Food Stamps = Economic Driver?

January 28, 2010

It’s become standard fare for senior government leaders to declare that any and all subsidies are good for economic growth. Two weeks ago it was the Economic Development Administration’s John Fernandez. This week it’s USDA Secretary Tom Vilsack in a speech to the U.S. Conference of Mayors.

In his speech, Vilsack called the increase in supplemental nutrition assistance program benefits “an economic driver” that helps truckers, grocery stores and farmers. Those benefits, which used to be known as food stamps, have gotten the most funding of any USDA program.
Vilsack also cited increased funding to bring high-speed Internet service to rural America; accelerated implementation of the energy title of the farm bill; and USDA investments in small, local processing and slaughtering plants for “creating a framework for a 21st century America.”
Food stamps are an economic driver? Extending Vilsack’s logic, if the government put all citizens on food stamps it would create the economic equivalent of heaven on earth. There’s just one tiny problem: what the government gives with one hand it takes with the other.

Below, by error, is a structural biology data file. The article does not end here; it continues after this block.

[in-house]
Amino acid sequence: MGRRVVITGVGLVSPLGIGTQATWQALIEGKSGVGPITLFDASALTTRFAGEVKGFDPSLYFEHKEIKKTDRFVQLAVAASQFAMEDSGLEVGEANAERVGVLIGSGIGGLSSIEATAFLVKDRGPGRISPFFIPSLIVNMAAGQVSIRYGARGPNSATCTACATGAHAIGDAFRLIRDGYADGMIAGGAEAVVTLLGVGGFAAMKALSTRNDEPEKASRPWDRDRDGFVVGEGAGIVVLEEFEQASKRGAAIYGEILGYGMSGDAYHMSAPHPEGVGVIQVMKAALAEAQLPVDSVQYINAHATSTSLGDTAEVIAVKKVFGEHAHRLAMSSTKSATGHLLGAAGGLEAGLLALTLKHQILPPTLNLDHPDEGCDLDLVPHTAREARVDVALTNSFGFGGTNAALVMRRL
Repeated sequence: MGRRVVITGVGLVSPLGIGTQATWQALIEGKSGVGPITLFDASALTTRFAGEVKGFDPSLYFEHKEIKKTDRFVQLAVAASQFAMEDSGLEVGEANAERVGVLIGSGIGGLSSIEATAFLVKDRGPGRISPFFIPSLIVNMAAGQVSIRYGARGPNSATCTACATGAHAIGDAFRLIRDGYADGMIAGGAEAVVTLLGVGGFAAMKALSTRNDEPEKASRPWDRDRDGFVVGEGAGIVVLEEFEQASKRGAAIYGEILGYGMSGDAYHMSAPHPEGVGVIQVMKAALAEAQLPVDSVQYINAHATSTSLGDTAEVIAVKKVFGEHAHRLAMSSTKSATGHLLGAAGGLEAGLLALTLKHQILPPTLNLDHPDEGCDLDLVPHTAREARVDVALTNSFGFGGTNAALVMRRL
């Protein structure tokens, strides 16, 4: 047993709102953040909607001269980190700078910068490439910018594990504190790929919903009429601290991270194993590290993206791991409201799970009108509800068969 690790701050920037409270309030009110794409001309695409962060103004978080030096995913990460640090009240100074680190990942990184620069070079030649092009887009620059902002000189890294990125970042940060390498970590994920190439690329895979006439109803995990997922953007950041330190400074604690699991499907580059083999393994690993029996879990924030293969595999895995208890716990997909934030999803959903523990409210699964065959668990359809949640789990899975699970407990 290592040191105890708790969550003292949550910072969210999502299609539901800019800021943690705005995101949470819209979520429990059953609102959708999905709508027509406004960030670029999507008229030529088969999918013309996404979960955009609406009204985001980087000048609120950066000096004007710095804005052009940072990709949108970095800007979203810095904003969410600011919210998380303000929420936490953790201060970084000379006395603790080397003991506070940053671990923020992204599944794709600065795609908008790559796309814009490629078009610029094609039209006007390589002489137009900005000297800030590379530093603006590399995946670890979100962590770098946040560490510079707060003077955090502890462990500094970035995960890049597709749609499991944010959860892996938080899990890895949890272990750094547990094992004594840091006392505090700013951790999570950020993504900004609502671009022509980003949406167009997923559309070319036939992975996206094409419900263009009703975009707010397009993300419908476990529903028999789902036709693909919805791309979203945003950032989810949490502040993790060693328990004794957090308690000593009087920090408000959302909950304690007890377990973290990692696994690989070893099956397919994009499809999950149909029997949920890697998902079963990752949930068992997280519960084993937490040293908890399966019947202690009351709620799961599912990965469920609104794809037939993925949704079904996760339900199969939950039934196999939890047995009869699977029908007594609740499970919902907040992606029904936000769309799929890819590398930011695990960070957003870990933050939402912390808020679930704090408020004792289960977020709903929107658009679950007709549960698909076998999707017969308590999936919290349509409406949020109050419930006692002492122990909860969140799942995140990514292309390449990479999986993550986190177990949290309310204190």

Whether it is food stamps, high-speed internet, or slaughterhouses, the government has to tax or borrow the resources to pay for these programs out of the private sector economy. One can debate the merits of these programs, but one cannot deny that they come at a cost. And with history and practical experience as a guide, it is clear that the private sector is more effective than the government when it comes to feeding the poor, fostering technology, and processing animals.  
See here for information and essays on how to downsize the USDA.



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